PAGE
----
Antibiotics resistance is an increasingly serious threat to global health and human development. Antibiotics only work on bacteria, not infections like viruses that cause colds and flu. Taking an antibiotic when it’s not needed will not make a significant difference to how you feel or how fast you recover. The more often antibiotics are used or taken incorrectly the more chance bacteria have to change and become resistant to them. This can make bacterial infections much harder to treat.

The situation is rising to dangerously high levels in all parts of the world, compromising the ability to treat infectious diseases and putting people everywhere at risk.

There are actions that you can take to reduce the chance of resistance developing:

*Take the prescribed dose and complete the whole course of treatment prescribed by your doctor. Even if you are feeling better, taking the whole course reduces the chance that some bacteria will survive and become resistant.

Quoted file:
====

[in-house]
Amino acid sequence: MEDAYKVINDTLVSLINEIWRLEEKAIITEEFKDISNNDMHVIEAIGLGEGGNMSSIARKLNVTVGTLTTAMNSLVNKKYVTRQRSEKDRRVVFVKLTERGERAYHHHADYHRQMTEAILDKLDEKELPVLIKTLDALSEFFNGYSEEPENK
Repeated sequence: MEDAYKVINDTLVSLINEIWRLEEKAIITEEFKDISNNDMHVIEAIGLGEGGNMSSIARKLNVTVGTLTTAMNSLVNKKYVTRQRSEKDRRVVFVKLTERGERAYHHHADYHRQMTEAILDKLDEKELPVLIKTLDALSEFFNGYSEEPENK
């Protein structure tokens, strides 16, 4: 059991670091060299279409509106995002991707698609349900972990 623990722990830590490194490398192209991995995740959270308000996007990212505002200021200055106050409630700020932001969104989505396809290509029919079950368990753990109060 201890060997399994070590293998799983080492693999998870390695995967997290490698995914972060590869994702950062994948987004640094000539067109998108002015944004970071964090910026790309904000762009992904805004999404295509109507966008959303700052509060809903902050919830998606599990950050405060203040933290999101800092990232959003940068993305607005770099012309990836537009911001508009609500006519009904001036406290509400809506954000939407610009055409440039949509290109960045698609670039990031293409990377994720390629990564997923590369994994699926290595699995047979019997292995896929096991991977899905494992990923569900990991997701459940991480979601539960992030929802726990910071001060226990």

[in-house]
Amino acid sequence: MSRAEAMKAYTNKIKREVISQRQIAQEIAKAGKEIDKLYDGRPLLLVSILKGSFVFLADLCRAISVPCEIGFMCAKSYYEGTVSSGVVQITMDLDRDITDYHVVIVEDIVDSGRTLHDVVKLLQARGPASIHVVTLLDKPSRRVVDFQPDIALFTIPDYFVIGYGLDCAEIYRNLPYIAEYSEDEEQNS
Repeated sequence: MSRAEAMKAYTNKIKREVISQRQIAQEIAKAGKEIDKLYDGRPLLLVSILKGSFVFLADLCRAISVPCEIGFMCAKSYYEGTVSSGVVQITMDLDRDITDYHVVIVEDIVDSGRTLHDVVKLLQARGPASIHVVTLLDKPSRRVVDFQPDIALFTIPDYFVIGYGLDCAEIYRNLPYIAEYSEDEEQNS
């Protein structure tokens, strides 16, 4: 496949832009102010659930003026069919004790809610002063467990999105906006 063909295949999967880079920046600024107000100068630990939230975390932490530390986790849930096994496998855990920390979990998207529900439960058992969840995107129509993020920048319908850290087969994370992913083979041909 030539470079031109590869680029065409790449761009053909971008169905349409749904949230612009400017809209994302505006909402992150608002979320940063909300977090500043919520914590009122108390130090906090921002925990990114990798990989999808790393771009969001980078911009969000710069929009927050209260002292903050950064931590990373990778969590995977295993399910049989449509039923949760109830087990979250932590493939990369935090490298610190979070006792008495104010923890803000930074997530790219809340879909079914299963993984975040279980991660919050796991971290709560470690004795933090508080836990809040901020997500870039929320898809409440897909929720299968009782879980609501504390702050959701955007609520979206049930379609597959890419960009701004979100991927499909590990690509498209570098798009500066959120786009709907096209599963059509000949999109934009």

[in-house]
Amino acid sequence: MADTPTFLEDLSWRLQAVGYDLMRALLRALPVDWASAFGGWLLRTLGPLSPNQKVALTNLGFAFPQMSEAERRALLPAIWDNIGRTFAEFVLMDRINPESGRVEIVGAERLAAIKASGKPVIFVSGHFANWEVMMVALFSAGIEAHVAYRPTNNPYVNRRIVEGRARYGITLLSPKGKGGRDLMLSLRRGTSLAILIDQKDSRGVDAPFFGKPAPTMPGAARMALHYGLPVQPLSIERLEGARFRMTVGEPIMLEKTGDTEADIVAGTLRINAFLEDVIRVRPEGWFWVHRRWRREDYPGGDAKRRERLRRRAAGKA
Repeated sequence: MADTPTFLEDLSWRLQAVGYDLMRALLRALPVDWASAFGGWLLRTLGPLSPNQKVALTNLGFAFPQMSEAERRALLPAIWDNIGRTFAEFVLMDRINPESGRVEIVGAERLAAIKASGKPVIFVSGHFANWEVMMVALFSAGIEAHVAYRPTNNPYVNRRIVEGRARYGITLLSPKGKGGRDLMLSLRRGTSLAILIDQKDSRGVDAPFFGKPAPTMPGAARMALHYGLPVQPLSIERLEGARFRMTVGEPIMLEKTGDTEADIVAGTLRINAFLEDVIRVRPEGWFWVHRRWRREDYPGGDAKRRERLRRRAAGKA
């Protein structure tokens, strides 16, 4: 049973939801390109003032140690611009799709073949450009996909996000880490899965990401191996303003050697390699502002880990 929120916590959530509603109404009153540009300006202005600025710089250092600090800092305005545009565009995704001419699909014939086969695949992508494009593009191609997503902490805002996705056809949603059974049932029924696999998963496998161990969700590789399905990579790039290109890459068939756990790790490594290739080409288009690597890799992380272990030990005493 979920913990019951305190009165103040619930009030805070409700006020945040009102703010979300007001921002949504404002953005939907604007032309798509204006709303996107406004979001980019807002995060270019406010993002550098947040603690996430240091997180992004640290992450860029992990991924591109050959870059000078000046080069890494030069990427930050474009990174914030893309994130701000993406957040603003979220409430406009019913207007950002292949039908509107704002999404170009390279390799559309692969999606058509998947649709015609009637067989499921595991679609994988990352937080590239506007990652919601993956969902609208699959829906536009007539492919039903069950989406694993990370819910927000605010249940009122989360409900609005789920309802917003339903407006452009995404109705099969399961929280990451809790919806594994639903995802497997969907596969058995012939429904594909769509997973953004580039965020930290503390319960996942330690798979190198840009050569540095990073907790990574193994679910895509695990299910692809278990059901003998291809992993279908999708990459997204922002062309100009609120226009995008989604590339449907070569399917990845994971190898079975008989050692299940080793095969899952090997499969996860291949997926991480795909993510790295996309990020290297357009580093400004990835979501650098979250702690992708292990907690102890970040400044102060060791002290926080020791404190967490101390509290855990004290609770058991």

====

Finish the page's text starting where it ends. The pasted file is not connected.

*Don’t share antibiotics with another person. This is important because the type of antibiotic may not be targeted to the bacteria causing their infection.

*Don’t keep leftovers. The dose and amount leftover may not be enough to destroy a new infection, creating more opportunity for resistant bacteria to develop and multiply.

The week concentrates on raising awareness of the issue that is becoming more serious in our communities. It is not too late to reduce the impact of antibiotic resistance and we all have a part to play in preserving the effectiveness of antibiotics.

Antibiotics are a precious resource, we need to handle them with care.